a hand reaches to scoop out a bright icing drizzled slice of blueberry lemon einkorn flour scones in an iron pan.

Emmer Flour and Einkorn Flour: The Qualities of Ancient Wheat

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When you first look at the ancient grains einkorn and emmer, it’s easy to assume they’ve both never changed (been hybridized) and have a special heirloom quality about them. Yes, they’ve been around for thousands of years, but they also have significant differences. Let’s look at those differences as well as the health benefits of these heritage wheats.

A hand reaches to scoop a slice of icing drizzled lemon blueberry einkorn scones out of a dark iron pan.
Einkorn Flour Blueberry Lemon Sourdough Scones

Significant Differences Between Einkorn and Emmer

Both einkorn and emmer come from the “farro” family. When people use the term “farro,” they are most likely referring to one type of grain. However, “farro” refers to a family of three different grains: Einkorn, or farro picollo, emmer, or farro medio, and spelt, or farro grande. These heritage wheats are all ancient wheats, meaning they go back thousands upon thousands of years. Of these three, emmer and einkorn are two of the eight main crops to make up the original agriculture movement. Other crops were things like flax, barley and lentils.

Beyond these wheat varieties, there are many other forms of wheat that have remained strong such as durum wheat used in pasta. There’s also ancient korasan wheat (known as kamut) and turkey red wheat. The special role that einkorn and emmer play within the many different types of wheat has to do with origins. Einkorn is the ONLY wheat that has never been hybridized: it has 2 sets of 7 chromosomes each (male and female) which is 14 chromosomes total. While emmer is one of the oldest wheats, it has 4 sets of 7 chromosomes totaling 28. This indicates that it was crossed with another “grass” to make it’s unique wheat berries. Both korasan and turkey red wheat descended from emmer.

What is Einkorn Wheat

Our modern wheat is the most commonly used flour. People make everything from pasta, to cookies to cakes with their whole wheat flour or all-purpose flour. Few know that the common wheat flour they use everyday has little in common with the original wheat einkorn.

Einkorn is the mother of all wheat. It has never been hybridized and still contains only 14 chromosomes (7 male and 7 female). Hello Mamma! Compare this with the intense hybridization that’s given us modern varieties of wheat which now contain 42 chromosomes or more and you’ll see a big difference. What does this difference mean and how does farro compare? Let’s start at the beginning.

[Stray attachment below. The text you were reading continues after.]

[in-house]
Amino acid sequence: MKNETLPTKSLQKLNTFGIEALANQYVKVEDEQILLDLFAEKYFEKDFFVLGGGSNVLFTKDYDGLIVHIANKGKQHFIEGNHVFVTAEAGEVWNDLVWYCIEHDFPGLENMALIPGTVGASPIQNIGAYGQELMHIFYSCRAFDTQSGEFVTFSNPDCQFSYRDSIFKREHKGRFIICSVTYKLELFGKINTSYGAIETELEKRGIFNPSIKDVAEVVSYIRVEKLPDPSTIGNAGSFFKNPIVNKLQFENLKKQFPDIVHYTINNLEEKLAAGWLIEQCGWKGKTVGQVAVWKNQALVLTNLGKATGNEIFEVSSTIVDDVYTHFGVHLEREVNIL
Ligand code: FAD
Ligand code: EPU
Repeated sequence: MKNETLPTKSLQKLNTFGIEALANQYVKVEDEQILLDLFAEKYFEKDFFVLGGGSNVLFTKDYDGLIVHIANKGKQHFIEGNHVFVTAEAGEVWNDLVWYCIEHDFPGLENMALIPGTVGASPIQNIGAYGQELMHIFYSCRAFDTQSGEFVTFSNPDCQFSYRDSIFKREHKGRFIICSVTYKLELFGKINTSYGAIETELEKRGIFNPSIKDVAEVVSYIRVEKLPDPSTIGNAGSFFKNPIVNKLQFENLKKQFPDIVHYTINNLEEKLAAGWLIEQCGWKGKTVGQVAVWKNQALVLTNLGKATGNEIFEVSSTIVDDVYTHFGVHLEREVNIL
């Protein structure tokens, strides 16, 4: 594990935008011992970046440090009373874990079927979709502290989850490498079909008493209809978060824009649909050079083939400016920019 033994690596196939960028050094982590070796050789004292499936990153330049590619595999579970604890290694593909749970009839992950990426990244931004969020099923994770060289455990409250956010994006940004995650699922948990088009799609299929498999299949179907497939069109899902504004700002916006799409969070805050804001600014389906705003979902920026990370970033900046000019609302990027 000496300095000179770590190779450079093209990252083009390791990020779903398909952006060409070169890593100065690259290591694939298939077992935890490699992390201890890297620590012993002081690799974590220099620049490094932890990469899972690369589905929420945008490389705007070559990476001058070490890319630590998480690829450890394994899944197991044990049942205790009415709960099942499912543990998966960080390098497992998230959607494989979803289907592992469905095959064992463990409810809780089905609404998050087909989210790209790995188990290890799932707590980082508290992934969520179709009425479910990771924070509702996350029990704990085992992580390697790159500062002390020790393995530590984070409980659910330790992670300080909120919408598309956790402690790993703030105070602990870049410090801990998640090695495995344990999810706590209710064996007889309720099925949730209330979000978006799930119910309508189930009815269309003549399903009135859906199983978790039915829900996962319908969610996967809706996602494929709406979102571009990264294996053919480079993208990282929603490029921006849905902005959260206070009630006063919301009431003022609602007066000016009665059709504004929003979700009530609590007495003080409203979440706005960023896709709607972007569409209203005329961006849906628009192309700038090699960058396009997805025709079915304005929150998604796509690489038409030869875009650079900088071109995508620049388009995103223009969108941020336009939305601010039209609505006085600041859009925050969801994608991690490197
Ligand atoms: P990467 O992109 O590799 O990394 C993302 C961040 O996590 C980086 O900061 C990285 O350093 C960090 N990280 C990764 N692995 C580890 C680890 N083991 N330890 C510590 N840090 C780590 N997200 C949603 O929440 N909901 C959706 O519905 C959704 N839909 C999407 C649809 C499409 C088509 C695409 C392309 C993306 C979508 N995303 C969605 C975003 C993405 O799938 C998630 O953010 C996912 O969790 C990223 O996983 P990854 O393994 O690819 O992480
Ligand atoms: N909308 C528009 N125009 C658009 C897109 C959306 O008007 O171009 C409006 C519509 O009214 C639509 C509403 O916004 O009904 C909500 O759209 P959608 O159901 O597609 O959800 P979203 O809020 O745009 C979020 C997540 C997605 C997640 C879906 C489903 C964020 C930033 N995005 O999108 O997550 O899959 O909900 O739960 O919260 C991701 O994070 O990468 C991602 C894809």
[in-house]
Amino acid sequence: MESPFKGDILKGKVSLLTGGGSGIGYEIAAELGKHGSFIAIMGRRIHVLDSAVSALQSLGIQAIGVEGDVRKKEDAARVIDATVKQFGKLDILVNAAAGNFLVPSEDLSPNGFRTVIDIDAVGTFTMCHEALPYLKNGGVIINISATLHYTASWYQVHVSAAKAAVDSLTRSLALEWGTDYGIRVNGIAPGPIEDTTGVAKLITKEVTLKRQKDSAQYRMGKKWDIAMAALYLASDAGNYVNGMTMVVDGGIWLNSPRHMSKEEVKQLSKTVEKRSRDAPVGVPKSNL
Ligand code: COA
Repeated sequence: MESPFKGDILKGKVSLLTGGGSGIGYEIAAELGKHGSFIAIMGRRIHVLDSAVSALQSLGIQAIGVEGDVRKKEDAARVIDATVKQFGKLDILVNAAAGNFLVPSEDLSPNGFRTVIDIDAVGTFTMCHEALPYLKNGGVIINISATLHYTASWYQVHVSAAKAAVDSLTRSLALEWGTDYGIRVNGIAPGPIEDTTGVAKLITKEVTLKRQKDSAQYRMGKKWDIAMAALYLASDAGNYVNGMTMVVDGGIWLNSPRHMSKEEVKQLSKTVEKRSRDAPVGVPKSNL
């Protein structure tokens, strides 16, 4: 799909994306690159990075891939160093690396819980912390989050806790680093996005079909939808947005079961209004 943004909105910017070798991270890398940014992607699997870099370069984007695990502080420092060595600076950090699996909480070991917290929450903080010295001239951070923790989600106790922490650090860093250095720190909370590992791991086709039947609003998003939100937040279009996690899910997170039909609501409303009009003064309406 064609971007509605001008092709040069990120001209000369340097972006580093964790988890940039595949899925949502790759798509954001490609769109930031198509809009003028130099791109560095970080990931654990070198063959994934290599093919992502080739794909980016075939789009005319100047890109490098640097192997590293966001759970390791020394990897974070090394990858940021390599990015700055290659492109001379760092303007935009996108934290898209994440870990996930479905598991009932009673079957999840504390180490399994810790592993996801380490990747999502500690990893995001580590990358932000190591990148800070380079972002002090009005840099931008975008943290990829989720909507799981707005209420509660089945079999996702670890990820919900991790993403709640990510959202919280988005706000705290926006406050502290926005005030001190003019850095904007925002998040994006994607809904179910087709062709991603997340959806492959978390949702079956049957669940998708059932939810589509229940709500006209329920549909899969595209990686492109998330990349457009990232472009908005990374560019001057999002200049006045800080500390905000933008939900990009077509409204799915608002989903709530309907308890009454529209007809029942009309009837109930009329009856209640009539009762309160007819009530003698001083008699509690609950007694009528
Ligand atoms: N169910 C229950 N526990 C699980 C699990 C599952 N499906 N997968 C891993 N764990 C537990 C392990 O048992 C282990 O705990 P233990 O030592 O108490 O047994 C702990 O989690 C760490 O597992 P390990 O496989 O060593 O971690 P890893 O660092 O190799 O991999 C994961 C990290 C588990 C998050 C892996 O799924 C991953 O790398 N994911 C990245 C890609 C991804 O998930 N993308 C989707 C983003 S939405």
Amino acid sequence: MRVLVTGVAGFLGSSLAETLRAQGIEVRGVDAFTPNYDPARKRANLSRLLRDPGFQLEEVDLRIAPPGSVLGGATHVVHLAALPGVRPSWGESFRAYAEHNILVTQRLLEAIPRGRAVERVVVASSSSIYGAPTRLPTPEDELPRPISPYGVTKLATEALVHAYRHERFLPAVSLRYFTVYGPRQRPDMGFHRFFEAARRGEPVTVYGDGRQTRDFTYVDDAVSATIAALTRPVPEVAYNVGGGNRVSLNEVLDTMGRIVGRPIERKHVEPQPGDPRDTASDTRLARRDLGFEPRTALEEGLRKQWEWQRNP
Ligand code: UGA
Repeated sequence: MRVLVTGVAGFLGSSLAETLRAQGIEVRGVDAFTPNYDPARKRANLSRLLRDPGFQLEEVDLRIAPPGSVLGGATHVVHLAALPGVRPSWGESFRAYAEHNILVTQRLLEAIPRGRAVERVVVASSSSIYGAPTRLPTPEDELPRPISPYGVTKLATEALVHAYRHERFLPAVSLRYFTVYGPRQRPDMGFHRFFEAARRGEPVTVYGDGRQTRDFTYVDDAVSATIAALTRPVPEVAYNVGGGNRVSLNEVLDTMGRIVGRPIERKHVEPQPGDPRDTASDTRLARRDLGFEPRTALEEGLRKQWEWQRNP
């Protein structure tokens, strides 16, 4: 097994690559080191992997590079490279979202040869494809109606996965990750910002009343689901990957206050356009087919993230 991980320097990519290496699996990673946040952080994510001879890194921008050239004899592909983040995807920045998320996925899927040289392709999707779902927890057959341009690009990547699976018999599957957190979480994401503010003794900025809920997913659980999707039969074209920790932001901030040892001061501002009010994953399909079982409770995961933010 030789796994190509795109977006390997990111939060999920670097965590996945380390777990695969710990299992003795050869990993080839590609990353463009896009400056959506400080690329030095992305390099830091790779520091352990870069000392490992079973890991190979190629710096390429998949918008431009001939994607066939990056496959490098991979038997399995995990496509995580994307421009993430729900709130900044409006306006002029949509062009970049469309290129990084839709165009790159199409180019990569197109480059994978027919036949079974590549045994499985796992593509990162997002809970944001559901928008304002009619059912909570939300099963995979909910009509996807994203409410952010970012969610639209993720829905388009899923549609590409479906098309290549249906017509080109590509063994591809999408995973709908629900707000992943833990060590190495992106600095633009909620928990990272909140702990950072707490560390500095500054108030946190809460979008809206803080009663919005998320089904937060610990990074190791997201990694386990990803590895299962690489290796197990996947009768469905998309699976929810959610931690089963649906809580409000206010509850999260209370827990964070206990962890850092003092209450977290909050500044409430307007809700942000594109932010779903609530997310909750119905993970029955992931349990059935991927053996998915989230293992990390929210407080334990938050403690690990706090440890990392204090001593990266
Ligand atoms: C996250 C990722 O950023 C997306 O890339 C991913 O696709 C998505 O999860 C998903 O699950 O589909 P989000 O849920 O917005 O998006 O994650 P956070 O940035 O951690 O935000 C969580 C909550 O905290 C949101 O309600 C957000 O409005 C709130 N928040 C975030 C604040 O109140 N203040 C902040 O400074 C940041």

Small einkorn wheat berries have been hulled to the grain and are now held in a bright white bowl.

History of Einkorn Wheat

This whole grain flour, einkorn, is the oldest form of wheat known to man. To find the beginning of einkorn you must go back to the fertile crescent. This is where the ancient wheat varieties began and where agriculture also had it’s start. Einkorn actually means “single grain” or “single kernel” as the einkorn berries only produce one kernel per husk.

Einkorn didn’t remain the only wheat: other grains soon hybridized into several wheat varieties. Spelt most likely came about from the combination of emmer wheat and goat grass. It’s thought that einkorn married goat grass to create the wild emmer farro but einkorn was the original wheat. Einkorn is the only wheat known to man that’s NEVER been hybridized. Only in recent years has Einkorn, or triticum monococcum, been rediscovered.

In 1991, two hikers walking in the mountains along northern Italy, discovered a body sticking out from an ice glacier. A man’s body had been preserved in the ice for over 5000 years! Scientists later discovered the last meal of this ice man was none other than einkorn made into unleavened bread. Even more recently, einkorn DNA was discovered off a coast of Britain. This einkorn is thought to be much older than Otzi the Iceman.

The late Carla Bartolucci decided to get some of this rediscovered einkorn grain and try it out. After struggling with many health issues and gluten sensitivity, Carla’s daughter could finally eat wheat again! Already in the natural foods industry and living in Italy, Carla and her family built the company Jovial Foods. Jovial Foods grows einkorn and offers wheat berries, einkorn flour and many other einkorn products.